If you really want to experience the beauty of a natural landscape there’s no better vehicle than the bicycle. And it needn’t be an exercise in strength and endurance. Jon Palmer goes e-biking in Italy…
Photos by Getty Images & Verona Garda Bike
The hills of Valpolicella, which rise in an uncoordinated eruption of undulations on the eastern shore of Lake Garda, have given us not only one of Italy’s most famous wines, but also some its most distinguished and distinctive olive oils – and the enchanting curiosity of the most northerly lemons in the world. Yes, that’s right: nowhere else on the planet can you grow lemons outside at this latitude. They grow them for fun these days (wine and olive oil are bigger business) but in times of yore the people of central and northern Europe relied on Lake Garda for their citrus-sourced Vitamin C.
It’s all about the microclimate, and that’s a product of the topography: the sheltering effects of the Alps to the north; the sun-trap south-facing valleys; the temperate breezes from the lake; the peculiarities of terroir of a once-glacial terrain. For students of wine (and presumably geography) it’s a paradise; and seeing it for yourself, and what and how people cultivate here, will really help you develop your understanding of the region’s produce. However, these hill roads aren’t really designed for car traffic, and you don’t see much from inside a car anyway. Cycling is a much better way to get around. But then there is the issue of those hills…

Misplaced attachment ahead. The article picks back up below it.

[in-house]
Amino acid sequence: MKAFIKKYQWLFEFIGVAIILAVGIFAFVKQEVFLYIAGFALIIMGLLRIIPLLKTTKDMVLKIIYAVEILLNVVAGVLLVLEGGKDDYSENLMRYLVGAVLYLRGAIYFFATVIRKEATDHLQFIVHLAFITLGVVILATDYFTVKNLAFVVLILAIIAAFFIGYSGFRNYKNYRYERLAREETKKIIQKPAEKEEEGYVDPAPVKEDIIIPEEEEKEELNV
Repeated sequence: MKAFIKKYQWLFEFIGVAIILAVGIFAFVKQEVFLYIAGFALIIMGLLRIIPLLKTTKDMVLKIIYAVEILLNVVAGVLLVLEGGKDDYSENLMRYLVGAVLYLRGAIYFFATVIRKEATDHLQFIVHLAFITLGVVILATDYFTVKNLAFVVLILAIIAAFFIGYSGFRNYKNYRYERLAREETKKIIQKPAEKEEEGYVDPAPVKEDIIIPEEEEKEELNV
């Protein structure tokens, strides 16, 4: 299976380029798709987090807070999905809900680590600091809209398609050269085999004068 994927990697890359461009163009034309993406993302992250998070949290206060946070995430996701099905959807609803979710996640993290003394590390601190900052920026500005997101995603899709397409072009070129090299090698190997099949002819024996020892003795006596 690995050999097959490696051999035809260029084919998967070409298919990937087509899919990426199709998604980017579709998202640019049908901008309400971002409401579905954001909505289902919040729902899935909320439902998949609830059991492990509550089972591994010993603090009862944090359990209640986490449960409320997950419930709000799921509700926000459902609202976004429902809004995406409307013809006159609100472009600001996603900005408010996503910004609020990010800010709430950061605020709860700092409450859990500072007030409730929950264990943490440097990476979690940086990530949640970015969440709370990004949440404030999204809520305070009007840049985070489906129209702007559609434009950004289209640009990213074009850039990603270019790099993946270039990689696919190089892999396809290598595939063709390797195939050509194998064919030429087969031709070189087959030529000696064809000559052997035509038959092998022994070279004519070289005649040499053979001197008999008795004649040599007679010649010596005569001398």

The last time I was in Bardolino was on a mountain-biking trip. We cycled a little way up into the hills of Valpolicella, to see the famous Masi vineyards and the venerable Turri olive groves, but mostly we’d pootled along on the flat, between the towns on the eastern shore of the lake and along the riverbank to Verona, stopping frequently for coffee, ice cream and photos at Juliet’s balcony. We did spend an enjoyable afternoon risking life and limb by hurtling down La Rocca, but the trip as a whole wasn’t really mountain-biking in any real sense beyond the fact that our bikes were ‘mountain bikes’.
With all the will in the world, the problem is that while cycling down mountains is tremendous fun, cycling up them is pretty hard work, and often quite boring. It will keep you fit, but for most people it’s not really a holiday – especially when the shores of the lake and the banks of the river are calling you to tarry in the presence of their prettiness and peacefulness. And that’s where the e-bike comes in.
Verona Garda Bike, which is a cooperative network of people and businesses with a common interest in cycling, has recognised that if they want to further develop cycling in the hills here, which they do, they need to look beyond the hardcore keen cyclists – the mtb’ers, the triallers and trailers and the road-racers – and reach out to people like, well, me. People who like to cycle, but don’t wear lycra. People, perhaps, whose nearest and dearest, while encouraging them to cycle for the wide range of health benefits the activity confers, would also actively, and strongly, discourage them from investing heavily in the lycra side of things, for sartorial motives.